3 grupos de personas por los que la Iglesia debe mostrar compasión

3 groups of people for whom the Church should show compassion

Mercy to the stranger

Although we recognize that the primary responsibility of Christians is to the poor who are part of the body of Christ, the Bible prohibits us from neglecting the poor who are outside the church. Galatians 6:10 says it clearly: “Let us do good to all, and especially to those of the family of faith.” What does it mean to “do well”? Commentators agree that this phrase refers to the ministry of works. The context is the sharing of burdens (6:2), as well as financial contributions to the support of Christian teachers (6:6). Here we see that Paul is basically saying: “The ministry of works must be directed first to our own community, but our duty is to include all people.” In other words, the ministry of mercy is not only an expression of the communion of the church, but also an expression of the mission of the church.

Several general theological principles require that the Christian extend the ministry of mercy toward unbelievers.

1. Neighbors

First, there is the biblical concept of loving our neighbors as ourselves. Some have said that Luke 10:25-37 only teaches that we are to help unbelievers in extraordinary emergency situations. But that interpretation ignores the context. Our Lord is trying to get Jews to not limit the ministry of works of love to their own racial/religious community. Why would Jesus choose the extreme example of a great enemy, a Samaritan, as the hero of the story? The parable of the Good Samaritan clearly defines our “neighbor” as any person, whoever they may be—relative, friend, acquaintance, stranger, or enemy—whose need we see. Not all men are my brothers, but all men are my neighbors.

2. Foreigners

Second, the Bible (especially the Old Testament) tells us to serve foreigners. Anyone who lived in the land of Israel and was not Jewish was considered a “foreigner” ( ger in Hebrew). The foreigner had to observe the basic religious laws of Israel, such as refraining from work on the Sabbath and refraining from worshiping idols (Lev 20:2; 16:29). But he was allowed to eat unclean meat (Deut 14:21), and he did not have to keep the Passover or be circumcised unless he wanted to (Exod 12:48). This is why he was not really part of the covenant community, since he lacked the sign of the covenant: circumcision. Many laws of the ministry of mercy prioritized the needs of other Israelites over those of foreigners.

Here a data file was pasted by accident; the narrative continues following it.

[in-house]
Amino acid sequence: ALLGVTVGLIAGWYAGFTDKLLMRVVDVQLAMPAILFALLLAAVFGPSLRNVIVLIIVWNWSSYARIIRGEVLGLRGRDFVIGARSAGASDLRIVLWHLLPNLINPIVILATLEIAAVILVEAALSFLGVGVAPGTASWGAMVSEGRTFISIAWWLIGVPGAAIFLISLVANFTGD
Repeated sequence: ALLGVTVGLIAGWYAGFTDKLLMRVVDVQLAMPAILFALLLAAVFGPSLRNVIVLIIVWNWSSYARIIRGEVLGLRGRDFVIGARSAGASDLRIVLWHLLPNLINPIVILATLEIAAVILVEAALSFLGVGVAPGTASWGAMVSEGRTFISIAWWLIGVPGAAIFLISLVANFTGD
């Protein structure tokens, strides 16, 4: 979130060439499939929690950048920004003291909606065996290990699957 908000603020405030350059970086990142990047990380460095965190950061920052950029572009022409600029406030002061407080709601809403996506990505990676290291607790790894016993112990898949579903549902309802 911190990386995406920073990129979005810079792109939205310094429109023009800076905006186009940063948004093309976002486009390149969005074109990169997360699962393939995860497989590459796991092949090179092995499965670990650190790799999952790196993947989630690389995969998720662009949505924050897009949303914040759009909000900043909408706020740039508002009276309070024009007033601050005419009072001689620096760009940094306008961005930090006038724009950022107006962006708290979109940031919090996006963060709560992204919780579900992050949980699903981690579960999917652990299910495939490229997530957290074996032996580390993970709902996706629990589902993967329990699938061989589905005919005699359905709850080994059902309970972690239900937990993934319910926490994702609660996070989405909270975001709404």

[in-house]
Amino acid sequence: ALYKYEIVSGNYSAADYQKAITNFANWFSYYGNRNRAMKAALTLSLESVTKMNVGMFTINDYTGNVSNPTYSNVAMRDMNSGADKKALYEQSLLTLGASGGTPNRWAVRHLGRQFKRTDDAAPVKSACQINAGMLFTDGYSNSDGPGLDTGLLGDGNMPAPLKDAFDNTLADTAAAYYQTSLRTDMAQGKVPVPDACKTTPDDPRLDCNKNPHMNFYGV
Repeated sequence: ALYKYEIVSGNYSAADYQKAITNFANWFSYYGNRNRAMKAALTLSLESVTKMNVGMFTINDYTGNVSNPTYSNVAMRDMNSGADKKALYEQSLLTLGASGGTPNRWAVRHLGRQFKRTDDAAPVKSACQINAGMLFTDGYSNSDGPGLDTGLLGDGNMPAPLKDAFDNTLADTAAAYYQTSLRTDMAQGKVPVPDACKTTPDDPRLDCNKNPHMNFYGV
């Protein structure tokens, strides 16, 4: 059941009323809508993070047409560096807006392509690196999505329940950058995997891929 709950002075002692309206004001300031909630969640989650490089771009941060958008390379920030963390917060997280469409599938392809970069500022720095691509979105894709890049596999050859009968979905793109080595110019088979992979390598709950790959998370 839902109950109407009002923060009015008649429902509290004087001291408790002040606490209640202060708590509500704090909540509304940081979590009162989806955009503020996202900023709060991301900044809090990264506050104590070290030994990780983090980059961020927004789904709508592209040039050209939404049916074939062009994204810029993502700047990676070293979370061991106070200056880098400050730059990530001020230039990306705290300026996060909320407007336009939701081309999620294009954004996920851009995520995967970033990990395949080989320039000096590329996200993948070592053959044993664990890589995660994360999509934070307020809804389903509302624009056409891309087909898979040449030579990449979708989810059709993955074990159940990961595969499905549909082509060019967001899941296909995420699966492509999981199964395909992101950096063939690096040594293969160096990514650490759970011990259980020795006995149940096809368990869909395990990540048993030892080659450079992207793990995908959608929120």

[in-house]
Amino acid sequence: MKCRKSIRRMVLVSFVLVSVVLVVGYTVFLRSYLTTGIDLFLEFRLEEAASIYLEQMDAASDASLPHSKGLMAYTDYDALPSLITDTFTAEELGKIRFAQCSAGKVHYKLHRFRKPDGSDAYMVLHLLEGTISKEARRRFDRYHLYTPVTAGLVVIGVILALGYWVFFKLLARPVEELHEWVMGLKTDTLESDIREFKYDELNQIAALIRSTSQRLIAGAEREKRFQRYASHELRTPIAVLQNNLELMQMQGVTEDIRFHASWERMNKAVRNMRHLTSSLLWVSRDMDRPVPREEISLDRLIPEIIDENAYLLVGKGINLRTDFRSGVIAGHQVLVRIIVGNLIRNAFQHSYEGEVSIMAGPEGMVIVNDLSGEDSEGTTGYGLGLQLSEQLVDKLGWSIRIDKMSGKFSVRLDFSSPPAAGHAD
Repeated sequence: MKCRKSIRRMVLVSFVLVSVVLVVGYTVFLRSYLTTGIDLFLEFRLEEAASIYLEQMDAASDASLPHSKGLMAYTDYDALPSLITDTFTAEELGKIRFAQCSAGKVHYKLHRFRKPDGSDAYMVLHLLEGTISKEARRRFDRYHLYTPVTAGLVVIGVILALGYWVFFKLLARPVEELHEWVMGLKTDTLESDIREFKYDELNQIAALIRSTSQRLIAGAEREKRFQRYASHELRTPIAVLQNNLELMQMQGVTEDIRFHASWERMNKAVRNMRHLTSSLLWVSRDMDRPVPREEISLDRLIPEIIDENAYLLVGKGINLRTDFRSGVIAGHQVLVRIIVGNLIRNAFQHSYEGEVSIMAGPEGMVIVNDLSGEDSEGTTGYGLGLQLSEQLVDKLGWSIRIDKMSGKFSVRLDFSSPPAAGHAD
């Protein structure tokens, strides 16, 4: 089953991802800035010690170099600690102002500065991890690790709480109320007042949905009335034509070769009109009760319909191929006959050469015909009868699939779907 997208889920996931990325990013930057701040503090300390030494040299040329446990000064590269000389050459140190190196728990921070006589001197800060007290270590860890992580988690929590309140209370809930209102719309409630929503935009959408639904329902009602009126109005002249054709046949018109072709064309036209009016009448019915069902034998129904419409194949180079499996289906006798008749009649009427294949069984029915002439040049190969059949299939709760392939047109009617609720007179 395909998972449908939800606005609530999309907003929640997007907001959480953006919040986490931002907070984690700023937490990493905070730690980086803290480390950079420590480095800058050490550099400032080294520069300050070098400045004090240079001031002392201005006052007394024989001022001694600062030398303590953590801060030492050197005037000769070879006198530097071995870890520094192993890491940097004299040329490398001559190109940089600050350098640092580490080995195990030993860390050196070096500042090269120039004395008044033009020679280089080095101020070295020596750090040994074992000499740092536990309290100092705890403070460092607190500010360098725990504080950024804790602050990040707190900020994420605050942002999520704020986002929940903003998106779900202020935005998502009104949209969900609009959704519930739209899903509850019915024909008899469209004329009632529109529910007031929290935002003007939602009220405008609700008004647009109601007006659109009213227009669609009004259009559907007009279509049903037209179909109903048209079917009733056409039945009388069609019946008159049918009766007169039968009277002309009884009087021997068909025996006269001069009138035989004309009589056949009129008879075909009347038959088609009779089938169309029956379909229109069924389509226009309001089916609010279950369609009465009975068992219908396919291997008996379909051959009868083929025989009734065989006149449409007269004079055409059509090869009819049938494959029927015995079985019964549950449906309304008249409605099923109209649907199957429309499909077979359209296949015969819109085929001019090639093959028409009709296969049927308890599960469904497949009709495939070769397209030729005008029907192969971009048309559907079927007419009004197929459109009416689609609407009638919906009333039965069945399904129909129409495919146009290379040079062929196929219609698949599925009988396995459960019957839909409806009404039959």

But foreigners also received mercy. The temporary resident could glean the fields and vineyards during the harvest (Lev 19:10; 23:22). He is described as part of the defenseless, along with widows and orphans, and God himself would punish those who oppressed him (Ex 22:21; Lev 19:33-34). In other words, the foreigner, although not a member of the covenant community, was a beneficiary of the ministry of works of God's people.

What do the Old Testament rules about charity toward strangers say to us today? The New Testament appropriates them. On the day of judgment, Jesus will tell His servants: “…I was a stranger [xenos, a foreigner], and they gave me shelter” (Mt 25:35; 43). And the writer to the Hebrews exhorts readers to continue showing hospitality to strangers (Heb 13:2; see 1Ti 5:10).

3. Enemies

Finally, God extends His “common grace” even to His enemies. Common grace is a term theologians use to describe the general blessings that God grants to all people, regardless of their love for Him. For example, Matthew 5:45 tells us that God gives physical health and prosperity to everyone in the world. the earth: “He makes the sun rise on the evil and the good, and makes it rain on the just and the unjust.” How generous he is!

Right after, Jesus tells us to use this as a model for our works ministry. “If you love only those who love you, what reward will you receive?” (Mt 5:46). In the parallel passage, Jesus tells us to “do good” and “borrow” to the unrighteous, our enemies, because God offers mercy to both the good and the evil (Luke 6:32-36). Jonathan Edwards, writing about charity toward the poor, concludes:

We are particularly required to be kind to bad people; Thus we will follow the example of our heavenly Father, who causes His sun to rise on the good and the evil, and sends rain on the just and the unjust. We are obliged, not only to be kind to those who are kind to us, but also to be kind to those who hate us and use us maliciously.

God's mercy and ours

A fourth reason for extending mercy to the world's needy is the pattern of God's saving mercy. His salvation comes to the unworthy, to those who do not expect it, to the enemies of God (Rom 3:9-18). Paul says that mercy was shown to him, as to the worst of sinners, to show the unlimited patience of Christ. If the New Testament says that ministry to physical needs is considered part of “mercy,” should we believe that our mercy must operate on a completely different principle than God's mercy? Should we not offer mercy to unbelievers and enemies?

We must remember that God offers His mercy to rebellious people to hold them accountable and restore them. So we must help with this in mind. But should we only offer it to our friends and relatives? That is not the pattern of God's mercy. The example of God's grace also indicates that we should not sit passively and wait for those in need to plead. Rather we must study, find and meet basic human needs. Did Christ sit in heaven and wait for us to beg him for mercy? No, Christ sought us and found us.

Excerpted from the book Mercy Ministries by Timothy Keller

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